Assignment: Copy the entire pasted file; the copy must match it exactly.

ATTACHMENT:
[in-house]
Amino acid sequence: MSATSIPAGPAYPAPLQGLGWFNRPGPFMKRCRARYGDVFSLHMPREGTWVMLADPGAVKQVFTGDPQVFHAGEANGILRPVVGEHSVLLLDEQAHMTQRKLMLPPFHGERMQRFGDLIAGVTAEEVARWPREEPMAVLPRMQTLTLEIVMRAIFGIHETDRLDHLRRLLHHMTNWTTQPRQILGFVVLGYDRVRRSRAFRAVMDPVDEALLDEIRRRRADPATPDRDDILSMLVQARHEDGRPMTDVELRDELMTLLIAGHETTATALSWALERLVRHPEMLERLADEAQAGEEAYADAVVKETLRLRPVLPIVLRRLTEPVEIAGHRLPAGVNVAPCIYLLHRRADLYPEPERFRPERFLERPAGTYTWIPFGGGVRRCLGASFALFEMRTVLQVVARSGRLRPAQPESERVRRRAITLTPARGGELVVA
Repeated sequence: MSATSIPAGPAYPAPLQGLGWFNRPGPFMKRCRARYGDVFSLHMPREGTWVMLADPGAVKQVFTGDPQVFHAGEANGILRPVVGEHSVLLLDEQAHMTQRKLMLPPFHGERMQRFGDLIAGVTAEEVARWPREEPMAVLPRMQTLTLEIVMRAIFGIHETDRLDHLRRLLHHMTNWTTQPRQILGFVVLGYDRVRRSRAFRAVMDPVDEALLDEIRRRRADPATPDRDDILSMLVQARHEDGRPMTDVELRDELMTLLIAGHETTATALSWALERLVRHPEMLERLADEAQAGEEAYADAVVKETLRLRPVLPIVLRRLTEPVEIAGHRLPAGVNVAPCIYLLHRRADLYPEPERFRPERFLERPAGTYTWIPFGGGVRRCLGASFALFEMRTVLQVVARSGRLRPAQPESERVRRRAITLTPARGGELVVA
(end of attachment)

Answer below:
[in-house]
Amino acid sequence: MSATSIPAGPAYPAPLQGLGWFNRPGPFMKRCRARYGDVFSLHMPREGTWVMLADPGAVKQVFTGDPQVFHAGEANGILRPVVGEHSVLLLDEQAHMTQRKLMLPPFHGERMQRFGDLIAGVTAEEVARWPREEPMAVLPRMQTLTLEIVMRAIFGIHETDRLDHLRRLLHHMTNWTTQPRQILGFVVLGYDRVRRSRAFRAVMDPVDEALLDEIRRRRADPATPDRDDILSMLVQARHEDGRPMTDVELRDELMTLLIAGHETTATALSWALERLVRHPEMLERLADEAQAGEEAYADAVVKETLRLRPVLPIVLRRLTEPVEIAGHRLPAGVNVAPCIYLLHRRADLYPEPERFRPERFLERPAGTYTWIPFGGGVRRCLGASFALFEMRTVLQVVARSGRLRPAQPESERVRRRAITLTPARGGELVVA
Repeated sequence: MSATSIPAGPAYPAPLQGLGWFNRPGPFMKRCRARYGDVFSLHMPREGTWVMLADPGAVKQVFTGDPQVFHAGEANGILRPVVGEHSVLLLDEQAHMTQRKLMLPPFHGERMQRFGDLIAGVTAEEVARWPREEPMAVLPRMQTLTLEIVMRAIFGIHETDRLDHLRRLLHHMTNWTTQPRQILGFVVLGYDRVRRSRAFRAVMDPVDEALLDEIRRRRADPATPDRDDILSMLVQARHEDGRPMTDVELRDELMTLLIAGHETTATALSWALERLVRHPEMLERLADEAQAGEEAYADAVVKETLRLRPVLPIVLRRLTEPVEIAGHRLPAGVNVAPCIYLLHRRADLYPEPERFRPERFLERPAGTYTWIPFGGGVRRCLGASFALFEMRTVLQVVARSGRLRPAQPESERVRRRAITLTPARGGELVVA